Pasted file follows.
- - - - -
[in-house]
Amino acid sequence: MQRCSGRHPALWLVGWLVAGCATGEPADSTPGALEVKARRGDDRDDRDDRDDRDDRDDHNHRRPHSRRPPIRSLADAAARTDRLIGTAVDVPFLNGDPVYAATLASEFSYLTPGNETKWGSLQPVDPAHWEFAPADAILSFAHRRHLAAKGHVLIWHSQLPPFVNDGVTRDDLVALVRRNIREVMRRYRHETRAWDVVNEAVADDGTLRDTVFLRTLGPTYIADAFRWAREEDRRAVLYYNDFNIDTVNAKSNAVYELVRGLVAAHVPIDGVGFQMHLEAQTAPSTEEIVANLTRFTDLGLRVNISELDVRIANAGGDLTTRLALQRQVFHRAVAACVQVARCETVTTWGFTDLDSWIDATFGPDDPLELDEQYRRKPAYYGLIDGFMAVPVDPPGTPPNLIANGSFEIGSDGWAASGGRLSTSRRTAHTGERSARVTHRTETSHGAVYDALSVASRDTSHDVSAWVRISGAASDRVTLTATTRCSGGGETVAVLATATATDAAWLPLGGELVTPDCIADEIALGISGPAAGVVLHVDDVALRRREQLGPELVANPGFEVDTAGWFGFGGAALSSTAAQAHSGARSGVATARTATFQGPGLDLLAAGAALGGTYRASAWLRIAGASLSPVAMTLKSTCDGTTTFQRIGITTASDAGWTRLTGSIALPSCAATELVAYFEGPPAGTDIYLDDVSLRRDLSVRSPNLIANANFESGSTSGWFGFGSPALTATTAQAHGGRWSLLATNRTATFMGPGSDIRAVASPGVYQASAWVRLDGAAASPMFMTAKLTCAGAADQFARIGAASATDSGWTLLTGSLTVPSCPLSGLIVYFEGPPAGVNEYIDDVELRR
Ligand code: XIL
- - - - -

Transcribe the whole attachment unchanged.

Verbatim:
[in-house]
Amino acid sequence: MQRCSGRHPALWLVGWLVAGCATGEPADSTPGALEVKARRGDDRDDRDDRDDRDDRDDHNHRRPHSRRPPIRSLADAAARTDRLIGTAVDVPFLNGDPVYAATLASEFSYLTPGNETKWGSLQPVDPAHWEFAPADAILSFAHRRHLAAKGHVLIWHSQLPPFVNDGVTRDDLVALVRRNIREVMRRYRHETRAWDVVNEAVADDGTLRDTVFLRTLGPTYIADAFRWAREEDRRAVLYYNDFNIDTVNAKSNAVYELVRGLVAAHVPIDGVGFQMHLEAQTAPSTEEIVANLTRFTDLGLRVNISELDVRIANAGGDLTTRLALQRQVFHRAVAACVQVARCETVTTWGFTDLDSWIDATFGPDDPLELDEQYRRKPAYYGLIDGFMAVPVDPPGTPPNLIANGSFEIGSDGWAASGGRLSTSRRTAHTGERSARVTHRTETSHGAVYDALSVASRDTSHDVSAWVRISGAASDRVTLTATTRCSGGGETVAVLATATATDAAWLPLGGELVTPDCIADEIALGISGPAAGVVLHVDDVALRRREQLGPELVANPGFEVDTAGWFGFGGAALSSTAAQAHSGARSGVATARTATFQGPGLDLLAAGAALGGTYRASAWLRIAGASLSPVAMTLKSTCDGTTTFQRIGITTASDAGWTRLTGSIALPSCAATELVAYFEGPPAGTDIYLDDVSLRRDLSVRSPNLIANANFESGSTSGWFGFGSPALTATTAQAHGGRWSLLATNRTATFMGPGSDIRAVASPGVYQASAWVRLDGAAASPMFMTAKLTCAGAADQFARIGAASATDSGWTLLTGSLTVPSCPLSGLIVYFEGPPAGVNEYIDDVELRR
Ligand code: XIL